BACKGROUND: This study examined neuropsychological functioning in a longitudinal sample of adolescents/young adults with attention deficit/hyperactivity disorder (ADHD) and controls as a function of the persistence of ADHD. We hypothesized that measures of executive processes would parallel adolescent clinical status, with ADHD-persisters, but not remitters, differing significantly from controls. In contrast, persisters and remitters were hypothesized to perform similarly, and different from controls, on tasks requiring less effortful processing. METHODS: Ninety-eight participants diagnosed with ADHD in childhood were reevaluated approximately 10 years later. Eighty-five never-ADHD controls similar in age, IQ, and sex distribution served as a comparison group. Participants were administered a psychiatric interview and neuropsychological test battery. RESULTS: Those with childhood ADHD demonstrated broad neuropsychological deficits relative to controls. When the group with childhood ADHD was subdivided based on adolescent ADHD status, compared to controls, both persisters and remitters showed deficient perceptual sensitivity and response variability, and increased ankle movements recorded by a solid-state actigraph. Only persisters differed from controls on several measures of more effortful executive processes. CONCLUSIONS: Findings provide preliminary support to the hypothesis that ADHD is associated with early-appearing and enduring subcortical dysfunction, while recovery over the course of development is associated with improvements in executive control functions.
PMID: 18573145
ISSN: 0021-9630
CID: 164602

The impact of impairment criteria on rates of ADHD diagnoses in preschoolers

Healey, Dione M; Miller, Carlin J; Castelli, Katia L; Marks, David J; Halperin, Jeffrey M
Behaviors characteristic of ADHD are common among preschool children, and as such, their clinical significance is oftentimes difficult to ascertain. Thus a focus on impairment is essential in determining the clinical significance of these behaviors. In order to explore the impact of impairment criteria on rates of diagnoses in inattentive/hyperactive children aged 36 through 60-months-old, we first developed, and psychometrically evaluated, the Children's Problem Checklist (CPC) which was designed to assess psychosocial impairment associated with ADHD in a community sample of preschoolers (n = 394), and found its reliability and validity to be acceptable. We then examined the impact of the inclusion of various CPC-determined impairment criteria, over and above symptom criteria measured by the ADHD-RS-IV, using various cut points ranging from the 75th to 90th percentile of our community sample. This reduced the number of children meeting criteria for ADHD by 46-77%. These findings are discussed in terms of the importance of using impairment criteria, rather than just severity of inattention, impulsivity and hyperactivity, when diagnosing ADHD in preschool children.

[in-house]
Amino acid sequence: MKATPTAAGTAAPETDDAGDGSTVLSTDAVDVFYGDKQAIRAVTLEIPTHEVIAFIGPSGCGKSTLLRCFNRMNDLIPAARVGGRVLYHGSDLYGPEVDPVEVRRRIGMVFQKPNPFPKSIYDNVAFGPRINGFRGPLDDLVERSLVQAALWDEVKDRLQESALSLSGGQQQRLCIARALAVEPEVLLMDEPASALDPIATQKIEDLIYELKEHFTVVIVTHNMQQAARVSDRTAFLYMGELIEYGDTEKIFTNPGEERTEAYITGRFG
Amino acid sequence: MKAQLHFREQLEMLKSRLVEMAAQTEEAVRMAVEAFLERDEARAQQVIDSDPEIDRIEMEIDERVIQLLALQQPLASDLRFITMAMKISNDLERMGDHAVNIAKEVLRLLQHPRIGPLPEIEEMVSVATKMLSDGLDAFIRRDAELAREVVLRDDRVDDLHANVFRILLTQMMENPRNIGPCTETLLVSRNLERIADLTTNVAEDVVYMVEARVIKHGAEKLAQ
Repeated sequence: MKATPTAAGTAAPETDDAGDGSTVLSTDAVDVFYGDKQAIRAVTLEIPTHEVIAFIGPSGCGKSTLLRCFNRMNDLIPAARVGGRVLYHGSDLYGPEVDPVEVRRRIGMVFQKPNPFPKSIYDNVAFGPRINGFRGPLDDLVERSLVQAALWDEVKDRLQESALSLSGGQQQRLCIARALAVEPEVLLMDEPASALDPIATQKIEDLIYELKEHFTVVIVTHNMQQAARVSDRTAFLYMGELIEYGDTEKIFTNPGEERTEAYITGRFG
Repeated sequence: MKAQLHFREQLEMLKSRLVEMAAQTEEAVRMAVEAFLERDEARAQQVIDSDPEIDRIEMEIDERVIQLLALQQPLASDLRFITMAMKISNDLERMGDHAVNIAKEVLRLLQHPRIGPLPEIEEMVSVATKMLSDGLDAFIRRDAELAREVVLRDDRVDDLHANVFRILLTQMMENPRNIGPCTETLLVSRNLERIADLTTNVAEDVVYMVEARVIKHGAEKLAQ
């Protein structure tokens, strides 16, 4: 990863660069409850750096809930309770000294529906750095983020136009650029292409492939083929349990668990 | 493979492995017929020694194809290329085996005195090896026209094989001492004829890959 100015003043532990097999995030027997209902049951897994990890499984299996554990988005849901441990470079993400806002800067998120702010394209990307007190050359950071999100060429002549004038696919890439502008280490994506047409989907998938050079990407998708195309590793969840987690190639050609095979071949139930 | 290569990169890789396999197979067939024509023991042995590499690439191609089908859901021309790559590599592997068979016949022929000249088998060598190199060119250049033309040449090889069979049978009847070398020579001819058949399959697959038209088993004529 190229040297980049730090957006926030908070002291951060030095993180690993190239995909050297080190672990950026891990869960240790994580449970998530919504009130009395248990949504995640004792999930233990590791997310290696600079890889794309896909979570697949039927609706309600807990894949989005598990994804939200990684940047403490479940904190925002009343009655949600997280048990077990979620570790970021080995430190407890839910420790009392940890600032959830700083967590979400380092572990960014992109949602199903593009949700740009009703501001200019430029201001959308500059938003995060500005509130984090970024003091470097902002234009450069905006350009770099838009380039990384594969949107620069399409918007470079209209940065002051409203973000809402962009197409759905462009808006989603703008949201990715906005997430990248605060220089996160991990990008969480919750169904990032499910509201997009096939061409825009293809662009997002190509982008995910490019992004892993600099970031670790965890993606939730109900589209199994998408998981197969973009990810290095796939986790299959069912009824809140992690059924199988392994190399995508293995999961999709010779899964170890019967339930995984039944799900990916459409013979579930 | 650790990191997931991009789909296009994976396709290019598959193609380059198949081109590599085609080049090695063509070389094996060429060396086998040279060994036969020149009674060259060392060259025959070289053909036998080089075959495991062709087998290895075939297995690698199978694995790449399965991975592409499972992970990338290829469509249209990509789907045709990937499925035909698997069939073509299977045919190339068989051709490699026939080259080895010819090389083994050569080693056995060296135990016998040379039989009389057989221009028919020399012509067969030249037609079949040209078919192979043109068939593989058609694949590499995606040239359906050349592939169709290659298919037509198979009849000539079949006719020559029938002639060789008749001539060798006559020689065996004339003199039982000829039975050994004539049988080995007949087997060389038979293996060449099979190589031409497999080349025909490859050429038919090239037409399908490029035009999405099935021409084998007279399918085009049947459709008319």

PMID: 18224434
ISSN: 0091-0627
CID: 164603

Development of a new psychosocial treatment for adult ADHD

Solanto, Mary V; Marks, David J; Mitchell, Katherine J; Wasserstein, Jeanette; Kofman, Michele D
OBJECTIVE: The purpose of this study was to assess the effectiveness of a new manualized group Meta-Cognitive Therapy (MCT) for adults with ADHD that extends the principles and practices of cognitive-behavioral therapy to the development of executive self-management skills. METHOD: Thirty adults diagnosed with ADHD completed an 8- or 12-week program designed to target impairments in time management, organization, and planning skills. Treatment efficacy was measured using pre- and posttreatment self-report standardized measures (CAARS-S:L & Brown ADD Scales). RESULTS: General linear modeling revealed a robust significant posttreatment decline on the CAARS DSM-IV Inattentive symptom scale (p < .001) as well as improvement on the Brown ADD Scales (p < .001). CONCLUSION: The findings indicate that participants in the MCT program showed marked improvement with respect to core ADHD symptoms of inattention, as well as executive functioning skills, suggesting that this program has promise as a treatment for meta-cognitive deficits in adults with ADHD.
PMID: 17712167
ISSN: 1087-0547
CID: 164604